Squad 51 vs. the Flying Saucers

  • Couch Co-Op: 2 Players
  • + Co-Op Campaign
Indie-ana Co-Op and the Conjurer’s Octagonal Excursion
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Indie-ana Co-Op and the Conjurer’s Octagonal Excursion

A Wizard’s Odyssey
Developer: Digital Staircase, Inc.
Genre: Action & Adventure
Available On: XBLIG
Co-Op Modes: Local, Online, and System Link
Price: 240

Demo w/ Co-Op Available: No

In the previous issue of Indie-ana Co-Op, I talked about a game (Protect Me Knight!) that was retro right down to the intentionally poor English translation.  This week, I played a game that certainly left me with a very retro feeling, though I can’t necessarily say it was entirely intentional on the part of the designers.  Imagine a beginner’s version of Gauntlet where everyone plays as the wizard (who may, or may not, need food badly), mixed a little with isometric games like Equinox, and Diablo to some degree, and you’ve got A Wizard’s Odyssey.

A Wizard’s Odyssey takes place in a world where magic is as commonplace as technology is in ours, and its practitioners are divided into one of four elemental camps: water, earth, wind, and fire.  All is going well until one day a particularly gifted wizard appears that is able to master all of the elements and promptly decides that the best thing for him to do is to use this power to rule the world.  Somehow, though, he’s not the only one who has control over all four elements and you, and up to three of your co-op buddies, set out on a mission to put a stop to his diabolical plans.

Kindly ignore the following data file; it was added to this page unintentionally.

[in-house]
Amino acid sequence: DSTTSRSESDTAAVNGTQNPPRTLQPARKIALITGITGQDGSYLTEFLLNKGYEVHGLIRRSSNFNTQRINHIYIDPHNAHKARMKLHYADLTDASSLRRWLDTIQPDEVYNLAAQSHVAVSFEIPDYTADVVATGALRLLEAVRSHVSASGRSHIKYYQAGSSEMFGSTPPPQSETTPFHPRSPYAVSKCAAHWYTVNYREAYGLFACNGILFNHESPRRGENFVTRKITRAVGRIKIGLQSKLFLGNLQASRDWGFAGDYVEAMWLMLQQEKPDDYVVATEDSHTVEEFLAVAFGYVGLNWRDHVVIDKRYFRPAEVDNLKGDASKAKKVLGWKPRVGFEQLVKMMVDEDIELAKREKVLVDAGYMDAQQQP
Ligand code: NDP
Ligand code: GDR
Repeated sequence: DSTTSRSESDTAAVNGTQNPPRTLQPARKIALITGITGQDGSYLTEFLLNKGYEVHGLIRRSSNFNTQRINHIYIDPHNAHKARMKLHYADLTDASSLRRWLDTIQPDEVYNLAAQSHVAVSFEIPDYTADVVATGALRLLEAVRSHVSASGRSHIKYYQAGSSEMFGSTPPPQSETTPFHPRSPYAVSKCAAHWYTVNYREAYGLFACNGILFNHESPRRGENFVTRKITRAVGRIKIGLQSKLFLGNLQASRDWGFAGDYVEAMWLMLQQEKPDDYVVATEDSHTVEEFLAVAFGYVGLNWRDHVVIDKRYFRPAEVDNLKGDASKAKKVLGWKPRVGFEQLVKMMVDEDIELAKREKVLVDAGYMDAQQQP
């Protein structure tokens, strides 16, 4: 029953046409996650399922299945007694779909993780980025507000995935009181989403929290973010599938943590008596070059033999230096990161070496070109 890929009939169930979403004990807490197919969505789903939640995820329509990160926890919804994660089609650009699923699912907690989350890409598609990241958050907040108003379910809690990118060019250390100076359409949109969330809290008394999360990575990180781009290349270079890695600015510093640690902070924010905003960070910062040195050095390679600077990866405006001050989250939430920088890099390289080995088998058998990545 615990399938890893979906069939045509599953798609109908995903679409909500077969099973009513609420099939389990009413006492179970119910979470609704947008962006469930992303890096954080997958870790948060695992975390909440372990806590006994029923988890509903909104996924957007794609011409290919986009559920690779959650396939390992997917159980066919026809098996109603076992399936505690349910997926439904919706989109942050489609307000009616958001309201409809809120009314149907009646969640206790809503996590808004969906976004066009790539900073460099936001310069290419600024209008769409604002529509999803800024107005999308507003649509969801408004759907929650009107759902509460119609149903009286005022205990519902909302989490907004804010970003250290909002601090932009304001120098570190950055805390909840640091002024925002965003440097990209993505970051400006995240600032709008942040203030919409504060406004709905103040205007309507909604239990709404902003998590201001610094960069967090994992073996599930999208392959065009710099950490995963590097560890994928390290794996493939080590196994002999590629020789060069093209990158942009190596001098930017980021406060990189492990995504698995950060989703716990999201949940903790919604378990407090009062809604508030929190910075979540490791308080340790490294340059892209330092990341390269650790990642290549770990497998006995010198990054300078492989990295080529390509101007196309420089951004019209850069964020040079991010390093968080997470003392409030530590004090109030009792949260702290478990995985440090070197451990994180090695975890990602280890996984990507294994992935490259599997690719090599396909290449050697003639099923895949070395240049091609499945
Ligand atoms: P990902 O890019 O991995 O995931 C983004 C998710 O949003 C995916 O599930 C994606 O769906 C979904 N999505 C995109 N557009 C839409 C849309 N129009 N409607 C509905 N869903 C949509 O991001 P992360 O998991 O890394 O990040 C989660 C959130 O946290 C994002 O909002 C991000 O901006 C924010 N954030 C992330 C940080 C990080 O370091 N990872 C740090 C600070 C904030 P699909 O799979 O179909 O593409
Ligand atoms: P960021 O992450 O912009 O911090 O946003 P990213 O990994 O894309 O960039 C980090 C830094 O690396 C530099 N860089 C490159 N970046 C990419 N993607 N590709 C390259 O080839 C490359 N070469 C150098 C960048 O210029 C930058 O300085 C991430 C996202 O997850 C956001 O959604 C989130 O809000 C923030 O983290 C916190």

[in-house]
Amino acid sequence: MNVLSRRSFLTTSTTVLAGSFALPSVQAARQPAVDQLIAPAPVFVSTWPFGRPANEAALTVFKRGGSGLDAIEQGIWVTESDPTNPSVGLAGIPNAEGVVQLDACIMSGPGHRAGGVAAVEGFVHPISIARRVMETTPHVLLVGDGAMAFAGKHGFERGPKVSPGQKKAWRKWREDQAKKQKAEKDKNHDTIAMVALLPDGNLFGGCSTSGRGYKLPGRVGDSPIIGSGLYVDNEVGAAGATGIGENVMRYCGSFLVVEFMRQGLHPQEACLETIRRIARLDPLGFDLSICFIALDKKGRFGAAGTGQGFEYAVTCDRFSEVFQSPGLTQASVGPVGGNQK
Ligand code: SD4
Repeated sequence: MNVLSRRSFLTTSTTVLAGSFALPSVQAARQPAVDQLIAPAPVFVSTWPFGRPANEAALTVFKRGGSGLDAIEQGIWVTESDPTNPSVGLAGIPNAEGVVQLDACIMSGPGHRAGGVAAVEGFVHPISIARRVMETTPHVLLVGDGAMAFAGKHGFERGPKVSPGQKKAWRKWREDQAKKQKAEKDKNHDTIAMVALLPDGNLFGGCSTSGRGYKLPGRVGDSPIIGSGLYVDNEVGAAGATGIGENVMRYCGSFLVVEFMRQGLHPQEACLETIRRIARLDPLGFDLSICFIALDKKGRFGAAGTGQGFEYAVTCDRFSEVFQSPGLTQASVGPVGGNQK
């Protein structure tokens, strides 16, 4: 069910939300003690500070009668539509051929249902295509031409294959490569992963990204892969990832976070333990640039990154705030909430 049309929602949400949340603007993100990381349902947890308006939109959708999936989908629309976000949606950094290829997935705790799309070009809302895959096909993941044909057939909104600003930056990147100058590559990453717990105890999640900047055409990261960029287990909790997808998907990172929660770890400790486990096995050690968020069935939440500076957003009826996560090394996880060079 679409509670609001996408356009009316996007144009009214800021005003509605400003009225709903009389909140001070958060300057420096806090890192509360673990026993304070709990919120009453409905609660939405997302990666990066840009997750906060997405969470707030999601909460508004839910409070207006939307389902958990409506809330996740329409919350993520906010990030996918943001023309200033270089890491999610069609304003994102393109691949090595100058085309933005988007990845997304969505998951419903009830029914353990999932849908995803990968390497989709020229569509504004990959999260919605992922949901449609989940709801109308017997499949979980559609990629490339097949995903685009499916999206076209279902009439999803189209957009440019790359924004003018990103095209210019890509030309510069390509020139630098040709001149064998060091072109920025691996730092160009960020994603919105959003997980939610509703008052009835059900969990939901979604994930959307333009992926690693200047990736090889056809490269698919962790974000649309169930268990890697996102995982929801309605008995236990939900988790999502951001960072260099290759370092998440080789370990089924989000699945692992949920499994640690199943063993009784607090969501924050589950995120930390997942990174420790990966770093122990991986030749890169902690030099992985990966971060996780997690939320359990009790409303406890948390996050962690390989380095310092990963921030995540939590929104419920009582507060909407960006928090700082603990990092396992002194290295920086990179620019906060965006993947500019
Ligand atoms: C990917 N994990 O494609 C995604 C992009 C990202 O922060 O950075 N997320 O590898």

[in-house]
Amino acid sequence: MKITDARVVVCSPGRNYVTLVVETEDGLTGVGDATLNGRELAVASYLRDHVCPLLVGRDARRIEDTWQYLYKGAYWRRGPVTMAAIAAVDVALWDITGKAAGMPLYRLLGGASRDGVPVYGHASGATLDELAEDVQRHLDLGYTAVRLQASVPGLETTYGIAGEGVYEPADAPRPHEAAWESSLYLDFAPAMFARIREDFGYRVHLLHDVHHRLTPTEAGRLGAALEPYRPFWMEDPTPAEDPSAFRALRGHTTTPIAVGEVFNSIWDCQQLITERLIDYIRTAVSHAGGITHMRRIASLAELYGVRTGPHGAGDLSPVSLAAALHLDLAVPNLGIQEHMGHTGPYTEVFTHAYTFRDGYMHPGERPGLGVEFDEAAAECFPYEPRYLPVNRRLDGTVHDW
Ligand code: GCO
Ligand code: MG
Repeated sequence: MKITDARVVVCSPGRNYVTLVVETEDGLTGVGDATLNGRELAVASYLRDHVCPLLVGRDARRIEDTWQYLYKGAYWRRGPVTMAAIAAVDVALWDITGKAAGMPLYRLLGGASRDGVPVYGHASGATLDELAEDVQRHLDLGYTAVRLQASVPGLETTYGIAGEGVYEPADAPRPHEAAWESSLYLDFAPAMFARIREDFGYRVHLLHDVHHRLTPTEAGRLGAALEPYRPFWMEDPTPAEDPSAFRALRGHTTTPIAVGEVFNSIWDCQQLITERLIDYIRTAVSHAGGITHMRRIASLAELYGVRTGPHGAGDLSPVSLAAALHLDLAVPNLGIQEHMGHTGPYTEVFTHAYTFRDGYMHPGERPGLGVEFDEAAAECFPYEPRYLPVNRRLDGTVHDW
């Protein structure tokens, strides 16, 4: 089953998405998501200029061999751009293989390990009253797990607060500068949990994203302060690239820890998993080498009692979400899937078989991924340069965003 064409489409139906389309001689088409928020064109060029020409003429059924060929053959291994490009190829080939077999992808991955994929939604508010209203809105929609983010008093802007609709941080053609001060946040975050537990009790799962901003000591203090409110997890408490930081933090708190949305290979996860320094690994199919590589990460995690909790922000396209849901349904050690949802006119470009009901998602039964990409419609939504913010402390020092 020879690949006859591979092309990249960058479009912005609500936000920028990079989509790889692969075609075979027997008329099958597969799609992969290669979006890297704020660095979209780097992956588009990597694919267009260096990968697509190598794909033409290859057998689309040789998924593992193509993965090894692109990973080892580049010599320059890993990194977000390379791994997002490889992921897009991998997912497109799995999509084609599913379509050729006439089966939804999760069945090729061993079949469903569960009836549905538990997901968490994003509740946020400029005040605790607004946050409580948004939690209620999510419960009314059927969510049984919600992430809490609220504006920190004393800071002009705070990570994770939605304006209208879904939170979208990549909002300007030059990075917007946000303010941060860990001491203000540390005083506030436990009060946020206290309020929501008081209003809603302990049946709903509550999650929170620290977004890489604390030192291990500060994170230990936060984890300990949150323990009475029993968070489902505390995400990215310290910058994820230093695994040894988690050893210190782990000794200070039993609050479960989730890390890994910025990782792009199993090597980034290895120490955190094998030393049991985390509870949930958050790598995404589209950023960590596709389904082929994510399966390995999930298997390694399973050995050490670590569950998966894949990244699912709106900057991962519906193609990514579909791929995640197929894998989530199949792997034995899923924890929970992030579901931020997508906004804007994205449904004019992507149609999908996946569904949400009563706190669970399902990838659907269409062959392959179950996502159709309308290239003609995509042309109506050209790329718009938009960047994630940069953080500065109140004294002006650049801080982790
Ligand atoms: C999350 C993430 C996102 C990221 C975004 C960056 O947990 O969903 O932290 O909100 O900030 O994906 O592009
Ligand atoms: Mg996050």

Gameplay in A Wizard’s Odyssey involves moving from one dungeon to the next, using the four elemental magics to defeat your foes.  Each of the different elements is mapped to the correspondingly colored button on the 360 controller, thus the B button (red) controls your fire attacks while the Y button (yellow) controls your wind attacks.  Each of these attacks does something different, e.g., water attacks cause giant ice balls to hit the enemy, and can be linked together to cast a different spell, e.g., quickly performing two earth spells followed by a wind spell casts the “Sanctuary” spell, which heals your caster and damages nearby enemies.  As you progress through the dungeons, there are enemies aplenty to fell, prisoners to rescue, and even the occasional power-up for the different elements that increases their power and effectiveness.

When playing the game cooperatively, each player controls his or her wizard, which he or she can choose to be of the male or female persuasion.  The magic power-ups only apply to the player that picks them up, so sharing them, or determining that one player should focus on a couple of elements while another player focuses on some others, is recommended.  There are some enemies that are stronger against particular magic attacks, so it works well to be pretty equally balanced amongst your group of friends.  Finally, playing the game with a friend certainly makes the game more fun as the rather repetitive nature of spamming magic attacks to down the fantastical foes can get tedious.  Overall, I’d say A Wizard’s Odyssey is a great co-op title for younger gamers or parents looking to start playing games with their kids.


A Wizard’s Odyssey is Geared Towards: Casual or younger co-op gamers looking for an easy and fun dungeon crawling experience
The Co-Op Experience: Each player controls his or her own wizard that wields the four elements and must use them to defeat their foes